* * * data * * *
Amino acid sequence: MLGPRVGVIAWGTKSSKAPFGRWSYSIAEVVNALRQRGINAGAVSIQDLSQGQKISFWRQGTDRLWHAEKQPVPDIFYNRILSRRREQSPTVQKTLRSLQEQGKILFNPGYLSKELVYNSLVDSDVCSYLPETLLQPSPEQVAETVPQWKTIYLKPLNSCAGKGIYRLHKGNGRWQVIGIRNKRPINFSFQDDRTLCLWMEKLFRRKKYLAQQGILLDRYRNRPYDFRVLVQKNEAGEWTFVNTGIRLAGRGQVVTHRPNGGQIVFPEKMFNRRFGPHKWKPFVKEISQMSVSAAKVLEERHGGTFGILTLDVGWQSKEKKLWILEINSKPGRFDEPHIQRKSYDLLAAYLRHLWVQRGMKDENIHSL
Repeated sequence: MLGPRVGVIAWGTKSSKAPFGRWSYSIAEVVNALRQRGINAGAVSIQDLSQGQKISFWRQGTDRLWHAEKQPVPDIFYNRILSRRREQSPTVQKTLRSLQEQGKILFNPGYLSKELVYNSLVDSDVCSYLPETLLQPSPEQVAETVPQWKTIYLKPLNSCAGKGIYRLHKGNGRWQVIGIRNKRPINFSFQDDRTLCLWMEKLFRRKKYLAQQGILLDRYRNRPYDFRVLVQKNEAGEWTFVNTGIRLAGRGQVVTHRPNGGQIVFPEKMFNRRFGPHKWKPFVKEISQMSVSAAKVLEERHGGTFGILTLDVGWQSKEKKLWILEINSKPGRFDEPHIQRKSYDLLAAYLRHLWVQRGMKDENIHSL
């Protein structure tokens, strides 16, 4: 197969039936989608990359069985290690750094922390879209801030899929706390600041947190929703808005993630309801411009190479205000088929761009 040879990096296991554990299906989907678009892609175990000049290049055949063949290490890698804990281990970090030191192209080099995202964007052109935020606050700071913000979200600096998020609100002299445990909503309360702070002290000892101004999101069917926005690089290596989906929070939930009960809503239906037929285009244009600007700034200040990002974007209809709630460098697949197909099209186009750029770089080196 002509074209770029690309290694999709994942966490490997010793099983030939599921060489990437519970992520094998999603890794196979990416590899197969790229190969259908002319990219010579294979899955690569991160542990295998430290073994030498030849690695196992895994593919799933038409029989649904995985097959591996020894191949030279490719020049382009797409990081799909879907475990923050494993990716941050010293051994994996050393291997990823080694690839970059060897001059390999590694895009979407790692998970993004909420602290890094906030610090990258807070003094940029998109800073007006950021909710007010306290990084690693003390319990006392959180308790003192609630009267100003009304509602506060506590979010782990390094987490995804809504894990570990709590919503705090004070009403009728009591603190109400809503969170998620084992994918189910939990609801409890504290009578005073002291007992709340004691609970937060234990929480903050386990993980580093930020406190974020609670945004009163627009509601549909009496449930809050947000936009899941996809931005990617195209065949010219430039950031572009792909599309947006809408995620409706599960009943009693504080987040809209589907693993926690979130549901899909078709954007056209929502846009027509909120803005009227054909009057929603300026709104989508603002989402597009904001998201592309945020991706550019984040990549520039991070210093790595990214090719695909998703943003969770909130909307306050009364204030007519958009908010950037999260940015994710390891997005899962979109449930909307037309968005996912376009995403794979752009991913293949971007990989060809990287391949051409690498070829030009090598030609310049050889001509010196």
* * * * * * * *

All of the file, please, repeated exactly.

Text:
Amino acid sequence: MLGPRVGVIAWGTKSSKAPFGRWSYSIAEVVNALRQRGINAGAVSIQDLSQGQKISFWRQGTDRLWHAEKQPVPDIFYNRILSRRREQSPTVQKTLRSLQEQGKILFNPGYLSKELVYNSLVDSDVCSYLPETLLQPSPEQVAETVPQWKTIYLKPLNSCAGKGIYRLHKGNGRWQVIGIRNKRPINFSFQDDRTLCLWMEKLFRRKKYLAQQGILLDRYRNRPYDFRVLVQKNEAGEWTFVNTGIRLAGRGQVVTHRPNGGQIVFPEKMFNRRFGPHKWKPFVKEISQMSVSAAKVLEERHGGTFGILTLDVGWQSKEKKLWILEINSKPGRFDEPHIQRKSYDLLAAYLRHLWVQRGMKDENIHSL
Repeated sequence: MLGPRVGVIAWGTKSSKAPFGRWSYSIAEVVNALRQRGINAGAVSIQDLSQGQKISFWRQGTDRLWHAEKQPVPDIFYNRILSRRREQSPTVQKTLRSLQEQGKILFNPGYLSKELVYNSLVDSDVCSYLPETLLQPSPEQVAETVPQWKTIYLKPLNSCAGKGIYRLHKGNGRWQVIGIRNKRPINFSFQDDRTLCLWMEKLFRRKKYLAQQGILLDRYRNRPYDFRVLVQKNEAGEWTFVNTGIRLAGRGQVVTHRPNGGQIVFPEKMFNRRFGPHKWKPFVKEISQMSVSAAKVLEERHGGTFGILTLDVGWQSKEKKLWILEINSKPGRFDEPHIQRKSYDLLAAYLRHLWVQRGMKDENIHSL
């Protein structure tokens, strides 16, 4: 197969039936989608990359069985290690750094922390879209801030899929706390600041947190929703808005993630309801411009190479205000088929761009 040879990096296991554990299906989907678009892609175990000049290049055949063949290490890698804990281990970090030191192209080099995202964007052109935020606050700071913000979200600096998020609100002299445990909503309360702070002290000892101004999101069917926005690089290596989906929070939930009960809503239906037929285009244009600007700034200040990002974007209809709630460098697949197909099209186009750029770089080196 002509074209770029690309290694999709994942966490490997010793099983030939599921060489990437519970992520094998999603890794196979990416590899197969790229190969259908002319990219010579294979899955690569991160542990295998430290073994030498030849690695196992895994593919799933038409029989649904995985097959591996020894191949030279490719020049382009797409990081799909879907475990923050494993990716941050010293051994994996050393291997990823080694690839970059060897001059390999590694895009979407790692998970993004909420602290890094906030610090990258807070003094940029998109800073007006950021909710007010306290990084690693003390319990006392959180308790003192609630009267100003009304509602506060506590979010782990390094987490995804809504894990570990709590919503705090004070009403009728009591603190109400809503969170998620084992994918189910939990609801409890504290009578005073002291007992709340004691609970937060234990929480903050386990993980580093930020406190974020609670945004009163627009509601549909009496449930809050947000936009899941996809931005990617195209065949010219430039950031572009792909599309947006809408995620409706599960009943009693504080987040809209589907693993926690979130549901899909078709954007056209929502846009027509909120803005009227054909009057929603300026709104989508603002989402597009904001998201592309945020991706550019984040990549520039991070210093790595990214090719695909998703943003969770909130909307306050009364204030007519958009908010950037999260940015994710390891997005899962979109449930909307037309968005996912376009995403794979752009991913293949971007990989060809990287391949051409690498070829030009090598030609310049050889001509010196």